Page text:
Monday, September 25, 2017

Review: Gringos & Chilangos heats up the Mexican scene

Walking down Yangon’s Bo Aung Kyaw Street on a calm Sunday afternoon, I did not expect to stumble across the threshold of a new Mexican restaurant.

Photos: RJ Vogt / The Myanmar TimesPhotos: RJ Vogt / The Myanmar Times

Perhaps I should have, as the once-rare eateries have proliferated at an exponential rate in the past year. But even as it enters a crowded field, Gringos & Chilangos has the atmosphere, location and originality to woo scores of customers from other Mexican eateries.

The door is the first thing you’ll notice. And trust me, you’ll notice – the heavy, arched, towering portal into Gringos & Chilangos evokes the medieval ages. I’d call it oaken, if I knew anything about wood varieties, but for now I’ll settle with “functionally artistic”. In a town full of sliding glass panels and open-air garage entries, the presence of a proper, even luxurious, doorway is a sign of good things to come.

Inside, handsome bulbs with distinctly visible filaments hang from clever pipe fittings along the ceiling. Their glow amplifies the warmth of a mostly wooden interior and combines with a soundtrack of Spanish guitar riffs to create an atmosphere best described as cosy. There’s even Diego Rivera prints on the wall.

Such ambience, something that is commonly sacrificed in the generally fluorescent-lit realm of Yangon restaurants, is abundant at Gringos & Chilangos. It is entirely intentional, and part of the establishment’s origin story.

The name Gringos & Chilangos translates to “white guys and Mexico City guys”, a tongue-in-cheek take on the ownership trio of Peter Wilson (Irish), James McLeod-Hatch (British) and Hector Vivero (Mexican). The story goes that the Irishman and the Mexican were talking about the lack of restaurants aimed at expats in Yangon back in November 2014, and the one said to the other, “What if it were Mexican street food?”

McLeod-Hatch was brought into the fold soon after, and together the three got to work assembling the pieces. While McLeod-Hatch focused on transforming a former electronics store into a welcoming eating space, Vivero travelled back to his home town in 2015 to interview potential chefs, devising an innovative test for each: Given an avocado, some corn, some peppers and a tortilla, what could they cook up?

Dios mio, what can’t they cook up? Having tried nearly the entire offering of tacos and quesadillas on the menu, I have nothing but faith in the chilangos in the kitchen.

My dining compadre and I tackled the quesadillas first (K1500-2000), complete with a side of the homemade queso fresco (K1000). Though I certainly enjoyed the bean and beef quesadillas, the surprising favourite was the mushroom-dense quesadilla con hongos. The mushroom, nearly as meaty as the beef, packed an added punch of zest.

And though the homemade queso fresco was a strange thing to call cheese, I couldn’t get enough of it. It’s not exactly cheesy in the sense you might expect, but the creamy lightness paired well with everything we tried. It was worth the extra K1000.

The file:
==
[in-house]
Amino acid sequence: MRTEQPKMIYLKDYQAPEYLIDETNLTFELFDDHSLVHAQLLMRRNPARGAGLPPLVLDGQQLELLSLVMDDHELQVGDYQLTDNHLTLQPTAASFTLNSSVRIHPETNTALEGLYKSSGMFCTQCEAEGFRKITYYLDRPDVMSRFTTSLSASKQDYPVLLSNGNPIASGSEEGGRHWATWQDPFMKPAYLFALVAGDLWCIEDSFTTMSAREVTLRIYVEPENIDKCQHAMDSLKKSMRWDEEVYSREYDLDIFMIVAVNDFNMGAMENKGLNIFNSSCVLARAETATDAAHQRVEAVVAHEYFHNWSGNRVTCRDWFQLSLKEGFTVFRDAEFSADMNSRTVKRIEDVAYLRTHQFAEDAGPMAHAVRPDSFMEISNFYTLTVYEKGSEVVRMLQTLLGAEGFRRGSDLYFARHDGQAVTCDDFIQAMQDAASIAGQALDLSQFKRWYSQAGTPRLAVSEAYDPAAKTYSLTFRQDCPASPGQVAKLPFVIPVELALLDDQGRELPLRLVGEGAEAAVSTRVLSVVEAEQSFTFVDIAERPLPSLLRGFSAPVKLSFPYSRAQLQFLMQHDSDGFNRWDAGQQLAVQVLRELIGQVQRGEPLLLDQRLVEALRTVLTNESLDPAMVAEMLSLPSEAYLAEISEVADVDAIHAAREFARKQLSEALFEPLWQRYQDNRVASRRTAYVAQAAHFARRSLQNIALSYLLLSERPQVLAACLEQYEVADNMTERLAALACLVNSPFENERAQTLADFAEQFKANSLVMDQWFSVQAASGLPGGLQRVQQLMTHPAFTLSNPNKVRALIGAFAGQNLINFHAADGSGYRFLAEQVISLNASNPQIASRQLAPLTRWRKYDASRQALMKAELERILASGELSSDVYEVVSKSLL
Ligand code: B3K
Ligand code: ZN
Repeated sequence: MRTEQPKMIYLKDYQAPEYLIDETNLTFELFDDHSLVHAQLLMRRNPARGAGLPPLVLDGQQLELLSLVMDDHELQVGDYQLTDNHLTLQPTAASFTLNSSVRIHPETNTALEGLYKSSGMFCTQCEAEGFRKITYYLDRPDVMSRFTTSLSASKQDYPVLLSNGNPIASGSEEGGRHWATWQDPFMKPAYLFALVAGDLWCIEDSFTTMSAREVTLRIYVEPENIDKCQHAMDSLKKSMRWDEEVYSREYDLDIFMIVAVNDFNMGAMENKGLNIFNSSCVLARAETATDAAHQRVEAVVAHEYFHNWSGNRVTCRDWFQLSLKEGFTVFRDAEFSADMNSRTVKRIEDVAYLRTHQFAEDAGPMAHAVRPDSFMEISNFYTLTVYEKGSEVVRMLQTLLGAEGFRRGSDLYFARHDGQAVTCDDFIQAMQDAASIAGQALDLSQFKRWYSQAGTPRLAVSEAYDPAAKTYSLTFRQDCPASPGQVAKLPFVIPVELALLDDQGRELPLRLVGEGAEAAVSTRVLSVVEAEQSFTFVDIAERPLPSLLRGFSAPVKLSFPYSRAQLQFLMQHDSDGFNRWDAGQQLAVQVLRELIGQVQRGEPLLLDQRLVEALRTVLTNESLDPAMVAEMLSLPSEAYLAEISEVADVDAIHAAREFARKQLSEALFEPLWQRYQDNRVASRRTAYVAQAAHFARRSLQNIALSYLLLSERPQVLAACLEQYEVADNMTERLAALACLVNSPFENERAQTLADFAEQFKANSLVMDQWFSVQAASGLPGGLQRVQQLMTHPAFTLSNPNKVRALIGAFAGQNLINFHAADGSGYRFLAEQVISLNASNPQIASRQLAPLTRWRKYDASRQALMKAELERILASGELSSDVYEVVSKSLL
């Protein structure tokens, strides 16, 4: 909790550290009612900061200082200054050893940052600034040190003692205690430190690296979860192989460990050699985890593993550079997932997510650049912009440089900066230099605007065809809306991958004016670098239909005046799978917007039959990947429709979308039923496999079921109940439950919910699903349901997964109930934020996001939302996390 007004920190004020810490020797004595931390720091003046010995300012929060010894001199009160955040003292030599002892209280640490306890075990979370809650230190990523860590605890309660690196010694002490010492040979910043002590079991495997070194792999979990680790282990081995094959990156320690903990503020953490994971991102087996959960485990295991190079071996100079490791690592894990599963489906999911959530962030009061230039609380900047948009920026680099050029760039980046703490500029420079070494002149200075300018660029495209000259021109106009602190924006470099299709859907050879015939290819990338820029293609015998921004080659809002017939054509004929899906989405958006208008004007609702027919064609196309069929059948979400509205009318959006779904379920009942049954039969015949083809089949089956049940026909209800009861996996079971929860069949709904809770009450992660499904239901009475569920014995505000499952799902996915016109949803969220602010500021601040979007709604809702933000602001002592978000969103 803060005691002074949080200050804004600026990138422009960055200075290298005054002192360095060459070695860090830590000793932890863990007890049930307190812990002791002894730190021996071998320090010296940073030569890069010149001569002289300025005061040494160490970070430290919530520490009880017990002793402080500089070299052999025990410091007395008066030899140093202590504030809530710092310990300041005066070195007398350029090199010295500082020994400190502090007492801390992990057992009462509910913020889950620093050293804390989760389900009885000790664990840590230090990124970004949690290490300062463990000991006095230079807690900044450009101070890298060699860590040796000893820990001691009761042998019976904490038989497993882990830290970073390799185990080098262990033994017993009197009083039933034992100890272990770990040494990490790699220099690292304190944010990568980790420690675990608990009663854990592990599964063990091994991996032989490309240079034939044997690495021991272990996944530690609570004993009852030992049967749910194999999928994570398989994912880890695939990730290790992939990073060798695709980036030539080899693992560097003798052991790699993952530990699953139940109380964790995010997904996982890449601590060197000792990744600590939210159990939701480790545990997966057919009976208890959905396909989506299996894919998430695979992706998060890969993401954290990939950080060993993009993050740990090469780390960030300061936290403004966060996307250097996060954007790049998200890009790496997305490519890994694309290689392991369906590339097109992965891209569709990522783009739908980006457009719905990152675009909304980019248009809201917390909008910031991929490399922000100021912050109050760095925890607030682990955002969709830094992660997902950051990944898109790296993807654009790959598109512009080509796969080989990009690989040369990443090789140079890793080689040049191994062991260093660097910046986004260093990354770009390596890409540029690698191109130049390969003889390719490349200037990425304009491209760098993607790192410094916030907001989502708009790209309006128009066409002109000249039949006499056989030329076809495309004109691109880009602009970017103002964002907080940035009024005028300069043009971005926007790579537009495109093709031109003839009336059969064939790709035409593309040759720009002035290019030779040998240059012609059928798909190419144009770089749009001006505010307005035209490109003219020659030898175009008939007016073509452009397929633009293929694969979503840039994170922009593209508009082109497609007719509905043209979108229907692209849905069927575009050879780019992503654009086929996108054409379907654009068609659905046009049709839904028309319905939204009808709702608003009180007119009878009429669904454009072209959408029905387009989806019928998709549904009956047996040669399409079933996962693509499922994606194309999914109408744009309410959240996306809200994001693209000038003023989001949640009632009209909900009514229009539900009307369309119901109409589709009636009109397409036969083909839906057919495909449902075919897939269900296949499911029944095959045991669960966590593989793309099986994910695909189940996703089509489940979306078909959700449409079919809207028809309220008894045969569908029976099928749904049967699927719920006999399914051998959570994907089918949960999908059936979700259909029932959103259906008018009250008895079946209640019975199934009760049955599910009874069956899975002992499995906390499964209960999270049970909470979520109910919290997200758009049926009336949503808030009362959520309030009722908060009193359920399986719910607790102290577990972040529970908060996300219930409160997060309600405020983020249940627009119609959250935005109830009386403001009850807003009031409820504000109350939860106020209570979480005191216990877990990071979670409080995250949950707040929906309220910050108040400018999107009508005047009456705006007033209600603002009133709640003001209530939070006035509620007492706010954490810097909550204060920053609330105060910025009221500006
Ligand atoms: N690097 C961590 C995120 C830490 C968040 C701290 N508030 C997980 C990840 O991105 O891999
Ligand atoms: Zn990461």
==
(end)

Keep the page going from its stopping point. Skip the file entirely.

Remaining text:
From quesadillas we jumped to tacos, which I noted to be slightly larger than those available at Fahrenheit and of similar size to those at Mañana. For K2000 apiece – or three for K5000 – they are fairly priced. Although the tortillas themselves were almost soggy from the sauces within, the too-soft shells were positively stuffed with flavour. My favorite was the carnitas (pork), a succulent and tender iteration, though my dining partner took a special liking to the tinga de pollo (chicken) and its unique tomato and onion marinade. The special of the day, a lamb version, was actually my least favourite, as I found its taste too subtle to be deemed “special”.

Perhaps the best value on the menu was the small cup of esquitas (corn soup) for K1500. It featured a zinging hint of lime laid across spicy-sweet corn and complete with homemade mayonnaise. I don’t normally go for mayonnaise in soups, but in the case of esquitas, I don’t think I’d try it any other way.

Drinks proved just as unusual as the food. I sprung for the paloma (K8000), a light and refreshing (if slightly fruity) beverage of grapefruit, pomelo, soda water and tequila, but it was my companion’s michelada mango (K4500) that truly sizzled. A strange mix of beer, tomato juice, lime, Worcester sauce, Tabasco and seasonings offered a savoury sensation hard to accomplish through drink alone. The chilli salt drizzled around the rim had both of our lips steaming.

The small desert menu offered just two options, and since the churros weren’t available yet I went for the platanos con crema (bananas with cream). Though delicious, I couldn’t help but think K3000 was a little much for what is essentially a banana with cinnamon and melted toffee.

As the over-eager (read: typical) waiters cleared the table – something they were itching to do throughout the meal – a post-dinner sense of satiation washed over me. I thought back to that calm Sunday afternoon when I’d first stumbled upon the big pretty door on Bo Aung Kyaw Street, and I smiled.

Gringos & Chilangos will host an invite-only grand opening on February 6 and plans to be fully opened on February 8.


Gringos & Chilangos
257 Bo Aung Kyaw Street, Kyauktada

Restaurant Rating: 4/5 stars
Food: 8
Beverages: 8
Service: 7
Value: 7
X-factor: 10

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